Left-hander is a candidate for rotation, could also pitch in bullpen
By Adam Berry
LAKE BUENA VISTA, Fla. -- The question was simple, but it made Manny Banuelos laugh: "When he's pitching well, what's working for him?"
"I've had a long time since I pitched well, so I forget," he said early Tuesday morning in the Braves' clubhouse.
Now focused on trying to claim the fifth spot in Atlanta's rotation, Banuelos hopes to remember the answer soon.
"I will do everything I can, try to pitch well. The best thing is my arm feels much better than last year, so that's a good thing," he said. "My ball's coming out good. I feel more confident. I'm ready for everything. I want to fight for it, try to get a shot."
The former top prospect, traded from the Yankees to the Braves this winter, is a little more than two years removed from Tommy John surgery on his left elbow. Last spring, he got back on the mound for the first time in 22 months.
Banuelos was limited by pitch counts and innings limits last year, but he reported to Champion Stadium this year feeling healthy and strong. The Braves say the mix for the fifth spot in the rotation includes Banuelos, the club's No. 12 prospect, but it might be difficult for the 23-year-old left-hander to win the job right out of camp.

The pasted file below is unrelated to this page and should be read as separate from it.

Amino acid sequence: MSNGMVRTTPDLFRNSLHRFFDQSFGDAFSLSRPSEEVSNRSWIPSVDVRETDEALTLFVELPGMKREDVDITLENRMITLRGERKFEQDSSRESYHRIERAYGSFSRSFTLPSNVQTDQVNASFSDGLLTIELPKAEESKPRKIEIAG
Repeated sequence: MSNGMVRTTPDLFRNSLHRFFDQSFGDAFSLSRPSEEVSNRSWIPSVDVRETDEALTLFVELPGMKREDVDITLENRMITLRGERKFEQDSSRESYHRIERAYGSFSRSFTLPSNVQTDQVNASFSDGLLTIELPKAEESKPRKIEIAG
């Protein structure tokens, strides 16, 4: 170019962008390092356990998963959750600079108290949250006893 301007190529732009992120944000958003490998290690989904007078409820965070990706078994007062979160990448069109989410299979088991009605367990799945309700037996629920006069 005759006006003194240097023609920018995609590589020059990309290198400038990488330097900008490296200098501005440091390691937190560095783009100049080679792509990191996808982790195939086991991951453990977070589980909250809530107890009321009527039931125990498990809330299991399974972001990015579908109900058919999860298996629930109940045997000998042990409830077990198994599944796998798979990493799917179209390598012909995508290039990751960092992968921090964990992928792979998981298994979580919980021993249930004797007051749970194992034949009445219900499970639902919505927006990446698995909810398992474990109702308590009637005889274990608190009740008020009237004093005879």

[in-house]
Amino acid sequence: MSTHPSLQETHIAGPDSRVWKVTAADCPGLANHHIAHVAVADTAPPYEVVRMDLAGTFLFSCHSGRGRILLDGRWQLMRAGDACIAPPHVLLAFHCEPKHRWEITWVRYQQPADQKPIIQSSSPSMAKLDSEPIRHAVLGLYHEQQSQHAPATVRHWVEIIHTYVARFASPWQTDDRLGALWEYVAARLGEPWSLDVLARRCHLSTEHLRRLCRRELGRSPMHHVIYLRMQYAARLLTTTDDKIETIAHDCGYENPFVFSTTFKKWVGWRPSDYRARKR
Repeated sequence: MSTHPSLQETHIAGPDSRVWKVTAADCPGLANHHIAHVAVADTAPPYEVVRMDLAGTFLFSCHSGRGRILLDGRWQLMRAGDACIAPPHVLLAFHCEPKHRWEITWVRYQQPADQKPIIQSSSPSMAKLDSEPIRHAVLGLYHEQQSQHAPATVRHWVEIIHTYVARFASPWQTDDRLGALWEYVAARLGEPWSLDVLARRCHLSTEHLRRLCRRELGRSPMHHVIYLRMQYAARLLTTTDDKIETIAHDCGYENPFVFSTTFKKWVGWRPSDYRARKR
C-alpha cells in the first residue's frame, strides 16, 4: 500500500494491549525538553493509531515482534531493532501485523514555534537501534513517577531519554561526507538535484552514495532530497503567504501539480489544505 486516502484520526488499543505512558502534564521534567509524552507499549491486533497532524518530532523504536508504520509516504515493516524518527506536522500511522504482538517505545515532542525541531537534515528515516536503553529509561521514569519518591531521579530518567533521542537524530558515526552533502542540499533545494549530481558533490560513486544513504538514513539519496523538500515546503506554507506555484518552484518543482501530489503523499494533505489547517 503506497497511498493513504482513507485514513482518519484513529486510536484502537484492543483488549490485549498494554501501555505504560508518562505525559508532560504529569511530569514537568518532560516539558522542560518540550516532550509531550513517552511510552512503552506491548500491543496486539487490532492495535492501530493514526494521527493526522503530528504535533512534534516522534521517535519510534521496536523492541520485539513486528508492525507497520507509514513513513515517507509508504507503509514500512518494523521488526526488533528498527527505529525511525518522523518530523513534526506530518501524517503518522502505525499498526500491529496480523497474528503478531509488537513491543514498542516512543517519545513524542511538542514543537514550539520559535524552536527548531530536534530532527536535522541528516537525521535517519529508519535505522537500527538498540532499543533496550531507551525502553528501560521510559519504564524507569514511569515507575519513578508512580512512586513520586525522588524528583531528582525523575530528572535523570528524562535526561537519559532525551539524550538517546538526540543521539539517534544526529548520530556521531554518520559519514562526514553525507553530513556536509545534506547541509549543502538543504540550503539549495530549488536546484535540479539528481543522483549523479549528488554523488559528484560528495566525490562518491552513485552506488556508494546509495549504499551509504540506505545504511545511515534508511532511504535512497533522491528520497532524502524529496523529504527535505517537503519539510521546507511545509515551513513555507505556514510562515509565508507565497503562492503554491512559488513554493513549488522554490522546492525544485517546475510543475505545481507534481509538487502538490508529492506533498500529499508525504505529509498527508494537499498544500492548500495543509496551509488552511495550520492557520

Braves manager Fredi Gonzalez suggested Tuesday that Banuelos isn't necessarily going to be sent to Triple-A if he's not the fifth starter. He could pitch out of the bullpen, possibly as a long reliever.
"For me, he's in the mix of being that No. 5 starter," Gonzalez said. "If he could help us in the bullpen and we could do that as a way to manage his innings a little bit, we're open to that."
Banuelos never threw more than 80 pitches or five innings in a game last season. He pitched well down the stretch, with a 2.76 ERA from July 22 until the end of the year, but overall Banuelos was 2-3 with a 4.13 ERA in 76 1/3 innings for Class A Advanced Tampa, Double-A Trenton and Triple-A Scranton/Wilkes-Barre.
Banuelos said Tuesday he hasn't been informed of any restrictions on him this season. He said he feels as good as he has in years. He's no longer worried about throwing his curveball, like he was at times last year.
Former Yankees closer Mariano Rivera once referred to Banuelos as the best prospect he'd ever seen in person, according to ESPN New York. Banuelos spent seven years with the Yankees, the only organization he'd known since signing as a 17-year-old.
"They surprised me," Banuelos said. "But I'm ready for everything, so when [Yankees general manager Brian] Cashman called me and told me about the trade, I was like, 'OK, I'm a Brave now.'"
Adam Berry is a reporter for MLB.com. Follow him on Twitter at @adamdberry. This story was not subject to the approval of Major League Baseball or its clubs.